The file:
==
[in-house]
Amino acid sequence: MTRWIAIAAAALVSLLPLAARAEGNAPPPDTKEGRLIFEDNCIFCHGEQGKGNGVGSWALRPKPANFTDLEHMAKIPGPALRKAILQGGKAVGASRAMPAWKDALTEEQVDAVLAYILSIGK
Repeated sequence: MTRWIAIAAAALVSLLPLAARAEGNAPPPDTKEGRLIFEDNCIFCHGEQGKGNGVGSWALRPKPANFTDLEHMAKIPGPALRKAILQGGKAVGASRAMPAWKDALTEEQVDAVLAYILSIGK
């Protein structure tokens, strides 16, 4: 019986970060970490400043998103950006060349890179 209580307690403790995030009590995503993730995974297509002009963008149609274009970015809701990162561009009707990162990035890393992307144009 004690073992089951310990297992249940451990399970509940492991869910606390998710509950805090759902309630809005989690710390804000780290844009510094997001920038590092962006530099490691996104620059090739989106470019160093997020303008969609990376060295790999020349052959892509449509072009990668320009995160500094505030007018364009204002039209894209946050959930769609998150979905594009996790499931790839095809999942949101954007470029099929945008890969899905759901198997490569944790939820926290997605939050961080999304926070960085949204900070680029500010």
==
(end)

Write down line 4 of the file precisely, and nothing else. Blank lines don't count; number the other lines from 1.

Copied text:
């Protein structure tokens, strides 16, 4: 019986970060970490400043998103950006060349890179 209580307690403790995030009590995503993730995974297509002009963008149609274009970015809701990162561009009707990162990035890393992307144009 004690073992089951310990297992249940451990399970509940492991869910606390998710509950805090759902309630809005989690710390804000780290844009510094997001920038590092962006530099490691996104620059090739989106470019160093997020303008969609990376060295790999020349052959892509449509072009990668320009995160500094505030007018364009204002039209894209946050959930769609998150979905594009996790499931790839095809999942949101954007470029099929945008890969899905759901198997490569944790939820926290997605939050961080999304926070960085949204900070680029500010």